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2007

Hopkins Children's Receives $1 Million Grant From The Gates Foundation To Build TB Bacterium Tracker

MEDIA CONTACT: Ekaterina Pesheva
EMAIL: epeshev1@jhmi.edu
PHONE: (410) 502-9433

November 30, 2007


Johns Hopkins Children’s Center has received a $946,000 grant from the Bill & Melinda Gates Foundation to design a system that visually tracks the behavior of the tuberculosis bacterium in the body and its response to current and new drug treatments.

The new system, to be developed and tested initially in animals, would enable direct real-time observation of disease progression and response to treatment. The hope is that ultimately it would help scientists develop faster, cheaper drug therapies for humans more quickly and let physicians rapidly adjust drug treatment when and if needed.

Sanjay Jain, M.D., the lead investigator on the project, which is being conducted at the Hopkins Center for TB Research, says the ability to do real-time monitoring of TB, a disease that affects 8.8 million people a year, is critical in helping researchers evaluate the efficacy of drug regimens in real time. “In the global fight against TB, we desperately need new ways to better monitor disease response to new drugs and old ones,” Jain says.

The new technology will in essence provide “live” footage of TB-causing bacteria with the aid of injected radio-tracing chemicals that attach to and illuminate the germ and surrounding tissues in the lung.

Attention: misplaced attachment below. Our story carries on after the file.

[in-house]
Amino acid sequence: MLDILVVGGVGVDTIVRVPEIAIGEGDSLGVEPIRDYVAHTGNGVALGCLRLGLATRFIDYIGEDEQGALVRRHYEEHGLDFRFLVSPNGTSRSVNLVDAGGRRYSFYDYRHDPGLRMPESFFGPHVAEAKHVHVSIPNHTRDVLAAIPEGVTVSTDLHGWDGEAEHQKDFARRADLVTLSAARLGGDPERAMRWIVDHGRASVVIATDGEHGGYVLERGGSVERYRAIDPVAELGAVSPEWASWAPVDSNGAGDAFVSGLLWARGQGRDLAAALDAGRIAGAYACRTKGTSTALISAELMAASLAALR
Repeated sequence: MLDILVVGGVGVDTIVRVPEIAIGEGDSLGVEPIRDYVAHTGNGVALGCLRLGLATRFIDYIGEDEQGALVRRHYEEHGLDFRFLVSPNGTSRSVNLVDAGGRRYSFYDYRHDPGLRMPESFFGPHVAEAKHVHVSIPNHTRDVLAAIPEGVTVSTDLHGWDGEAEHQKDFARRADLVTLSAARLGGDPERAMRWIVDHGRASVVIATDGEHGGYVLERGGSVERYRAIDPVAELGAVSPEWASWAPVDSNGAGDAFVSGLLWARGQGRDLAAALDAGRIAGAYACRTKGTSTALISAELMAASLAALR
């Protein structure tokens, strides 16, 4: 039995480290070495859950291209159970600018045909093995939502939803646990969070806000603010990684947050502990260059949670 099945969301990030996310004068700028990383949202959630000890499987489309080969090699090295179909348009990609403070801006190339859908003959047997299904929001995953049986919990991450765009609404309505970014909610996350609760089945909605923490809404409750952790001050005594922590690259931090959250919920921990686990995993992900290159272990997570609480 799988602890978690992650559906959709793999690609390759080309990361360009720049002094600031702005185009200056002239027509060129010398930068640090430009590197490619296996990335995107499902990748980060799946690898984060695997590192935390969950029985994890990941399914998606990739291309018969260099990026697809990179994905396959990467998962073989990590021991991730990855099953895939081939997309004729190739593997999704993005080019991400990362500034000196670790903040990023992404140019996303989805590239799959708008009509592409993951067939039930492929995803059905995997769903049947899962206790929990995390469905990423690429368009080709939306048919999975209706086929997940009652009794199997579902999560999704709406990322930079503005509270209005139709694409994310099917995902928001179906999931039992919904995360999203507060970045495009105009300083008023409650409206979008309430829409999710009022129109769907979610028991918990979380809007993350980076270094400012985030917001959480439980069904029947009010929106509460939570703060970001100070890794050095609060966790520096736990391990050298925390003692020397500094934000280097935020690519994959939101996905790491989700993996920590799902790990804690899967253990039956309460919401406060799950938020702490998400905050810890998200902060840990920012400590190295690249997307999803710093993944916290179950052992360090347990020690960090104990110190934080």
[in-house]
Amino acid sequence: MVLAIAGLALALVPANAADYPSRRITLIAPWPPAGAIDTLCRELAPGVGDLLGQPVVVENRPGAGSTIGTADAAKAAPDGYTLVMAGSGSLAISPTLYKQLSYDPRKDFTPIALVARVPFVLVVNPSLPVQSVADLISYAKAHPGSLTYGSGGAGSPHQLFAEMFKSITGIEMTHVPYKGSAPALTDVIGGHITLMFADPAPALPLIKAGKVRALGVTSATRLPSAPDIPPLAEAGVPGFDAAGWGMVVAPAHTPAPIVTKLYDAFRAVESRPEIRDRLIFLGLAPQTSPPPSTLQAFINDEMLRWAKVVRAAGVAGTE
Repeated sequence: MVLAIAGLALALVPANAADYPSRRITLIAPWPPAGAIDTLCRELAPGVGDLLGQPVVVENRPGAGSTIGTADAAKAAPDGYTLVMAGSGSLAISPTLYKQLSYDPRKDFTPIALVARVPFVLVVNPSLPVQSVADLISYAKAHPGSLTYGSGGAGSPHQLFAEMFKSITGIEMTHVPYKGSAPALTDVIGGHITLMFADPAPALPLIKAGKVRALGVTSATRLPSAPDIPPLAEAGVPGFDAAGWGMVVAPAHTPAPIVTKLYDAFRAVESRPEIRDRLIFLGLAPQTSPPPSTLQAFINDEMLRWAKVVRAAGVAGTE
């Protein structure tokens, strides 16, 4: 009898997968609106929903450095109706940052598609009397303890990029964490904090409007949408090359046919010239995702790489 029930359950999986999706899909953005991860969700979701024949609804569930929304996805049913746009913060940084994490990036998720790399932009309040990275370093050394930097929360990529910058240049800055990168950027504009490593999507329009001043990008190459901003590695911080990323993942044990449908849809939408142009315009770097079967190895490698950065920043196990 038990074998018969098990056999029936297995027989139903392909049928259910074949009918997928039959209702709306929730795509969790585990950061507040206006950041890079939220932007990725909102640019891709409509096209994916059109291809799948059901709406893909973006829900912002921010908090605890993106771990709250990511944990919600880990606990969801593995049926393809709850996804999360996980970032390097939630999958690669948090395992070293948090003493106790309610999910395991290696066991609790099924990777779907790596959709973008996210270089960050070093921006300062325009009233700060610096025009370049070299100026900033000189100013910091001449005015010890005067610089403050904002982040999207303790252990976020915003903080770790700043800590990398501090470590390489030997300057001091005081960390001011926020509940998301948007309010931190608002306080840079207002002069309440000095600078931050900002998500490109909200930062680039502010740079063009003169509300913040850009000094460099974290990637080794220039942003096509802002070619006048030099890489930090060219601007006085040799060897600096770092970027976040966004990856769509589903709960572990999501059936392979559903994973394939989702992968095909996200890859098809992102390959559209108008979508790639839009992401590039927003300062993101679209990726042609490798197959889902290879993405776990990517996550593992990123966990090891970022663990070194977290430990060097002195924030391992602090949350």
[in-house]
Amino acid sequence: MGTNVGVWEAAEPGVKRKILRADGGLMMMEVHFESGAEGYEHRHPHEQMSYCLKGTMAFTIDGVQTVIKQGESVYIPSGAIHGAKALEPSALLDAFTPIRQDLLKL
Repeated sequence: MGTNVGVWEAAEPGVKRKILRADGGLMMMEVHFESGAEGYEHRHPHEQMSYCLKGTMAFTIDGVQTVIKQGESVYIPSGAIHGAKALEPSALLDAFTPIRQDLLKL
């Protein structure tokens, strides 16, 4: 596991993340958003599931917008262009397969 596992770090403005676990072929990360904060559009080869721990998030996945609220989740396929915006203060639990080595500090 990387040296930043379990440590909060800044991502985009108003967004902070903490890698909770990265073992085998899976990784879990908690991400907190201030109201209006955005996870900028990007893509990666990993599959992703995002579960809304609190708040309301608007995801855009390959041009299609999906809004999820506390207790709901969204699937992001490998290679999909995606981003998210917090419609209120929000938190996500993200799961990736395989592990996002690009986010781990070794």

Multiple images taken by CT, PET and SPECT scanners would then reveal the extent of lung tissue damage, inflammation (a hallmark of disease activity) and the number of bacteria present, respectively.

“With technology like this we should get accurate and much faster assessment of drug efficacy in animal testing, which means faster, cheaper experiments, involving fewer animals,” Jain notes. “We also hope that this technology could be used to monitor TB in humans.”
 
The pressure for faster-acting drugs and shorter treatment regimens is high because current TB treatments require six months or more to cure the disease completely. New drug combinations are also needed to treat the multidrug-resistant and the extensively drug-resistant strains of TB, which are a growing problem worldwide.

Co-investigators in the project are William Bishai, M.D., Ph.D., Martin Pomper, M.D., Ph.D., Jacques Grosset, M.D., Petros Karakousis, M.D., Eric Nuemberger, M.D., Gyanu Lamichhane, Ph.D., Catherine Foss, Ph.D., all of Hopkins.



Founded in 1912 as the children's hospital of the Johns Hopkins Medicine, the Johns Hopkins Children's Center offers one of the most comprehensive pediatric medical programs in the country, with more than 92,000 patient visits and nearly 9,000 admissions each year. Johns Hopkins Children Center is consistently ranked among the top children's hospitals in the nation by U.S. News & World Report. It is Maryland's largest children’s hospital and the only state-designated Trauma Service and Burn Unit for pediatric patients. It has recognized Centers of Excellence in dozens of pediatric subspecialties, including allergy, cardiology, cystic fibrosis, gastroenterology, nephrology, neurology, neurosurgery, oncology, pulmonary, and transplant. For more information, visit www.hopkinschildrens.org.


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